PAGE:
Remembering San Diego’s Own Tragic Shooting – the McDonald’s Massacre of July 1984

by on December 18, 2012 · 0 comments

in Civil Rights

Police assist a wounded man out of the McDonald’s restaurant in San Ysidro.

The Connecticut shootings force into our collective minds the day of the tragedy of the McDonalds Massacre of July 18, 1984.

Then-San Diego newscaster Monica Zech, was in a news channel helicopter that day of the massacre, and she was the first reporter to break the story. Later, as the El Cajon Fire Public Information Officer, Zech wrote the following personal thoughts of her observations from that horrific day. (Originally posted at OB Rag on June 2, 2008 – see the entire post here.)

San Ysidro McDonald Massacre-A Birdseye View

by Monica Zech, 2004

My thoughts: Remembering and reporting on the San Ysidro McDonald Massacre, where 21 people died, 19 were injured – 7/18/84.

It’s hard to imagine it was 20 years ago, on July 18th. I was part of major tragedy, a part of San Diego history. It was my first year of reporting news from the air (previously a ground reporter for about 10 years) as San Diego’s first female traffic reporter and first TV traffic reporter. But I was also the first reporter on scene, in the air at McDonalds. I broke the story – giving the first on scene broadcasts from there for several local radio and TV stations.

Being the first TV traffic reporter was quite a novelty back then … and this was also my first year of air traffic reporting. Back then we flew helicopter or fixed wing, (small plane) upon arriving on scene no one really knew what was happening by then. It was reported as a single sniper incident, someone being shot and stumbling into a post office. I was flying just minutes away by the Coronado bridge when we got the report from my producer, and continued south, I was in the area just minutes after that.

As I looked down with my binoculars I saw utter CHAOS … luckily we were in the plane that day flying high out of sniper range – since Huberty was still shooting. I saw a San Diego fire crew ducking for cover behind their fire rig. I immediately radioed back that there was something big happening here. Police were quickly shutting down streets. As I continued to circle I saw the traffic from the U.S. border crossing at San Ysidro was traveling behind McDonalds and in the line of fire – so I radioed this back to my producer who called and had them shut down the border crossing.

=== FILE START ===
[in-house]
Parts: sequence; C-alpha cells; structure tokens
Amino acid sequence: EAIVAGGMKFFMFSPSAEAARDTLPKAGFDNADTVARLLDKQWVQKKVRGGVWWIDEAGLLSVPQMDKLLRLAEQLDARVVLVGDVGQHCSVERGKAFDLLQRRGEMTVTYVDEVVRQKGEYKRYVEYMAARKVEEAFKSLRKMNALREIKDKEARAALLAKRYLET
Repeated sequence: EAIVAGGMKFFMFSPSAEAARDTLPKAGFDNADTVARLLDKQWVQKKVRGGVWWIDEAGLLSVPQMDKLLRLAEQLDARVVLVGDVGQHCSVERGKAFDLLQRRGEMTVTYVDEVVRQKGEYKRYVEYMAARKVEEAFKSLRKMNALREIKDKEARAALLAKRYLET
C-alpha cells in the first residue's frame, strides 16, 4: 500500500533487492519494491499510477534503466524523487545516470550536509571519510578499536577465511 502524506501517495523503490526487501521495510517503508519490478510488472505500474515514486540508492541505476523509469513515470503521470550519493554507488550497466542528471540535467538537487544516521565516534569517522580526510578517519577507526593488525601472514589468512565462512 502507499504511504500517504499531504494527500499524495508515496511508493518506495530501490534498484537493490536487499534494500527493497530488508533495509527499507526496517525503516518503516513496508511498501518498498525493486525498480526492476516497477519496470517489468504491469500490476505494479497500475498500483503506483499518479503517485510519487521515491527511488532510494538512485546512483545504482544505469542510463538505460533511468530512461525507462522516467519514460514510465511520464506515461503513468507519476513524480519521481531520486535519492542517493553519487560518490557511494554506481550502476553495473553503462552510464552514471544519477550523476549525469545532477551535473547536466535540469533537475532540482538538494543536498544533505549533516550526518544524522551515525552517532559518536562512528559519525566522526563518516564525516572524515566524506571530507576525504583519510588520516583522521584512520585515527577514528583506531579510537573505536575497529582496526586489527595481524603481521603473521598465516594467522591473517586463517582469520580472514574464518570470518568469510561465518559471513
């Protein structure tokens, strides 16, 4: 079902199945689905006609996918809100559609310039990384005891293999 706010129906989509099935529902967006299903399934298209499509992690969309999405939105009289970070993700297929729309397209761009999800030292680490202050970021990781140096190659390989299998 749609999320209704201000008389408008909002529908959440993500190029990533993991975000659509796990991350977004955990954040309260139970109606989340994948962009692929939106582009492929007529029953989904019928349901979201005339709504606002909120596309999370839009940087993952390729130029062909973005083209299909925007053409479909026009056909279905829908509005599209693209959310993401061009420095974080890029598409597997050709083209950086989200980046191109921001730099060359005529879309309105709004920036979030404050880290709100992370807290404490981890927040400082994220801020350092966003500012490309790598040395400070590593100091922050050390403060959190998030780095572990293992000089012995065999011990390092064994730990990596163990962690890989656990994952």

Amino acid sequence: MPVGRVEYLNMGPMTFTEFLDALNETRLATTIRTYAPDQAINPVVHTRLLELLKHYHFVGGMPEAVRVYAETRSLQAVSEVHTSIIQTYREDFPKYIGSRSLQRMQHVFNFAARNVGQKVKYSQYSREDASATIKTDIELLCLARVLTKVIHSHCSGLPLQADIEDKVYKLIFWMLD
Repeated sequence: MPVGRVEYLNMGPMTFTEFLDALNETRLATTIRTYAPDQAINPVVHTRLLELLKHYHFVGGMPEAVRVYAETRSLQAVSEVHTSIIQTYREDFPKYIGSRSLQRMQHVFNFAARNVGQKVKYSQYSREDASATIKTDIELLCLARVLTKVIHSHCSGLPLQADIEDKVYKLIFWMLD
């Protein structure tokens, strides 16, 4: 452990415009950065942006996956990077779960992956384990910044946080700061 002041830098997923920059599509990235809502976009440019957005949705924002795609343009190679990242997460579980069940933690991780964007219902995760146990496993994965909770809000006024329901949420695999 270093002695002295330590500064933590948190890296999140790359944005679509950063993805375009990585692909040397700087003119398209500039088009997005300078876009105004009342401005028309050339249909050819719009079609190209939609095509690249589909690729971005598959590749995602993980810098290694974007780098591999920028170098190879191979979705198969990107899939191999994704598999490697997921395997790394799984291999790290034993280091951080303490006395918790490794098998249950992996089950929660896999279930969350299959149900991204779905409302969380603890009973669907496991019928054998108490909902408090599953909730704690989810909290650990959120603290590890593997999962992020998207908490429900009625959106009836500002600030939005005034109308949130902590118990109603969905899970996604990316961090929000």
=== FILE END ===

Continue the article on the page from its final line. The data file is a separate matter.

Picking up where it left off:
As I continued to circle the area I saw people hiding against the wall in the play area… and I saw the boys lying on the ground with their bicycles outside the doors to McDonalds. My reports to the TV & radio stations were non-stop until other ground reporters could get close to the area. (Other airborne units arrived 20 minutes later.) In my reports, I didn’t mention the people hiding in the playland area because we had heard the gunman may have a radio and was possibly listening to the radio broadcasts, so I didn’t want to put those hiding in more danger.

It was about an hour and 45 minutes as I then watched a San Diego Police sharp shooter fire the fatal shot that took Huberty down. I saw the officers rush the building, soon after the fire fighters and paramedics, jumping over the walls rushing to save those who could be saved.

As I flew out of area-I started hearing the reports of the carnage inside. That’s when it finally hit me, up until then I knew I had to report the scene and do my best to keep people safe and out of the area – that was my job and passion. I remember thinking I didn’t want any awards for this because people died, especially the children.

But it wasn’t long that I started hearing from residents in the area – “thanking me for saving their lives” … that they were headed down there, to that McDonalds or to that Post Office next door … and also thanks from those who were coming across the border at that time, but now stuck in traffic due to the closure. I remember the U.S. Border officials telling me, while on a tour, that traffic was backed up for miles that day, coming into the U.S., but it was strange that “no one honked or complained”, but that they could hear my voice coming through the car radios reporting the dangers just a short distance away. It was because of those comments, that a year later, I felt more comfortable in receiving a Golden Mile and two San Diego Press Clubs awards for those reports.

I remember that day very well … as tragic as it was, I was glad to help in some way in preventing the numbers of those killed or injured from being any higher than they already were.

I can also say it took me a few years before I was comfortable enough to walk into a fast food restaurant. But I still look over my shoulder.

 

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